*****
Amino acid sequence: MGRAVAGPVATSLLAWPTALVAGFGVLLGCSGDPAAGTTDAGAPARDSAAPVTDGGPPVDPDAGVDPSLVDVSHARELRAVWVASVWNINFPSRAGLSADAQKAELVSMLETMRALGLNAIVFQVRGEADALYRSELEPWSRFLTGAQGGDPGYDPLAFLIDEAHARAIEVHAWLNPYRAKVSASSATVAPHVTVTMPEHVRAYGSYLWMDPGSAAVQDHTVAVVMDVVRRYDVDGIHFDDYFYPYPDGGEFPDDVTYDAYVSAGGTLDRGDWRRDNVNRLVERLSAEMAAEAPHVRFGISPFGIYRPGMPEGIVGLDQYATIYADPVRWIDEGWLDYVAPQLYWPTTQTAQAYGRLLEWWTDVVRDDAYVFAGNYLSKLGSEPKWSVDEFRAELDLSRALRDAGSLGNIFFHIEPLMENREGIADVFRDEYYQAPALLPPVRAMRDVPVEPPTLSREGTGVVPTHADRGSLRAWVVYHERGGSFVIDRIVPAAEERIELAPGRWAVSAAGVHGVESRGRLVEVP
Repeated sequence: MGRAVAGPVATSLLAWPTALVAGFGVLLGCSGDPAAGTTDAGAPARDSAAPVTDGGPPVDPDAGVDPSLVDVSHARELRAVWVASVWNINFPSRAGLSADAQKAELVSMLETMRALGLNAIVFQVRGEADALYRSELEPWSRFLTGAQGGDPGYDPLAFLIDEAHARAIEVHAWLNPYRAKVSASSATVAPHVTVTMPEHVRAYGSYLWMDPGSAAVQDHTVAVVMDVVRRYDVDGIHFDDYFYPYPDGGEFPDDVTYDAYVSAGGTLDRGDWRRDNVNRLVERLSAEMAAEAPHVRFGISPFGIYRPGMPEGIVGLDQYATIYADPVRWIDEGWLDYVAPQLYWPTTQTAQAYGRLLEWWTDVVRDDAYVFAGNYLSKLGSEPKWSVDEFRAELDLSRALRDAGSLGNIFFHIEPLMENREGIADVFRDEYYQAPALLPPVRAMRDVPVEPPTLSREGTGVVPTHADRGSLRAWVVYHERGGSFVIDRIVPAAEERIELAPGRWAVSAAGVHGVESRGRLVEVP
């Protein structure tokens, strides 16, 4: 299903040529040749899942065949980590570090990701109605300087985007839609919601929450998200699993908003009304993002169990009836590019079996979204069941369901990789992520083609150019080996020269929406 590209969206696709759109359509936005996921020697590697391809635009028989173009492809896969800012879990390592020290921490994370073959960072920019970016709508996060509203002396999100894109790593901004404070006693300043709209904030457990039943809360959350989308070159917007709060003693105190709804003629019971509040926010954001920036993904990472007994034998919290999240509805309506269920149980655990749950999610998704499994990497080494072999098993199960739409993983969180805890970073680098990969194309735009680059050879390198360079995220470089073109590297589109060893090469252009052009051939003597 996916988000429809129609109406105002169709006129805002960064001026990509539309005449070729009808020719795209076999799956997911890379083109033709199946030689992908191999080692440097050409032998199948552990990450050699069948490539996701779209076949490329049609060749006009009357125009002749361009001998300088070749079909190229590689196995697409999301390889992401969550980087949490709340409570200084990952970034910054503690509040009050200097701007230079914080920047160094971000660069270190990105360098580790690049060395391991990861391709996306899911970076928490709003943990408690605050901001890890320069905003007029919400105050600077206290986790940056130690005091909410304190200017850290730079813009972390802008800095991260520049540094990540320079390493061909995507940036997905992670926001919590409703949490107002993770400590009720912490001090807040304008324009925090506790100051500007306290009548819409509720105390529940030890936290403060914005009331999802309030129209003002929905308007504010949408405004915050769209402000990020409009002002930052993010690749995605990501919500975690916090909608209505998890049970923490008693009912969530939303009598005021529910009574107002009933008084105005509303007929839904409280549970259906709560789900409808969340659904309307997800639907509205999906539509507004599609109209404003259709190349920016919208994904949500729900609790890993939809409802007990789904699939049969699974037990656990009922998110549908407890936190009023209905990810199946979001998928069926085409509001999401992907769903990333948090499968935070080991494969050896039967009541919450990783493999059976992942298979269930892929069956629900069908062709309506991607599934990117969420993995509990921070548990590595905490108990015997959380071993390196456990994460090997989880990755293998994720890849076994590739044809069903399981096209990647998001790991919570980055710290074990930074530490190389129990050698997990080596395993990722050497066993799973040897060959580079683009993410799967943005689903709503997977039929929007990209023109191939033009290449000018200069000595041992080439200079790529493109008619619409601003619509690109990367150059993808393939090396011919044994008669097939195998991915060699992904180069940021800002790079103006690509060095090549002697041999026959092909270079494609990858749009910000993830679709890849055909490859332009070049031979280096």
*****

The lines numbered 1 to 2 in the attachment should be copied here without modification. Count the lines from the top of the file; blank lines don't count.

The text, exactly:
Amino acid sequence: MGRAVAGPVATSLLAWPTALVAGFGVLLGCSGDPAAGTTDAGAPARDSAAPVTDGGPPVDPDAGVDPSLVDVSHARELRAVWVASVWNINFPSRAGLSADAQKAELVSMLETMRALGLNAIVFQVRGEADALYRSELEPWSRFLTGAQGGDPGYDPLAFLIDEAHARAIEVHAWLNPYRAKVSASSATVAPHVTVTMPEHVRAYGSYLWMDPGSAAVQDHTVAVVMDVVRRYDVDGIHFDDYFYPYPDGGEFPDDVTYDAYVSAGGTLDRGDWRRDNVNRLVERLSAEMAAEAPHVRFGISPFGIYRPGMPEGIVGLDQYATIYADPVRWIDEGWLDYVAPQLYWPTTQTAQAYGRLLEWWTDVVRDDAYVFAGNYLSKLGSEPKWSVDEFRAELDLSRALRDAGSLGNIFFHIEPLMENREGIADVFRDEYYQAPALLPPVRAMRDVPVEPPTLSREGTGVVPTHADRGSLRAWVVYHERGGSFVIDRIVPAAEERIELAPGRWAVSAAGVHGVESRGRLVEVP
Repeated sequence: MGRAVAGPVATSLLAWPTALVAGFGVLLGCSGDPAAGTTDAGAPARDSAAPVTDGGPPVDPDAGVDPSLVDVSHARELRAVWVASVWNINFPSRAGLSADAQKAELVSMLETMRALGLNAIVFQVRGEADALYRSELEPWSRFLTGAQGGDPGYDPLAFLIDEAHARAIEVHAWLNPYRAKVSASSATVAPHVTVTMPEHVRAYGSYLWMDPGSAAVQDHTVAVVMDVVRRYDVDGIHFDDYFYPYPDGGEFPDDVTYDAYVSAGGTLDRGDWRRDNVNRLVERLSAEMAAEAPHVRFGISPFGIYRPGMPEGIVGLDQYATIYADPVRWIDEGWLDYVAPQLYWPTTQTAQAYGRLLEWWTDVVRDDAYVFAGNYLSKLGSEPKWSVDEFRAELDLSRALRDAGSLGNIFFHIEPLMENREGIADVFRDEYYQAPALLPPVRAMRDVPVEPPTLSREGTGVVPTHADRGSLRAWVVYHERGGSFVIDRIVPAAEERIELAPGRWAVSAAGVHGVESRGRLVEVP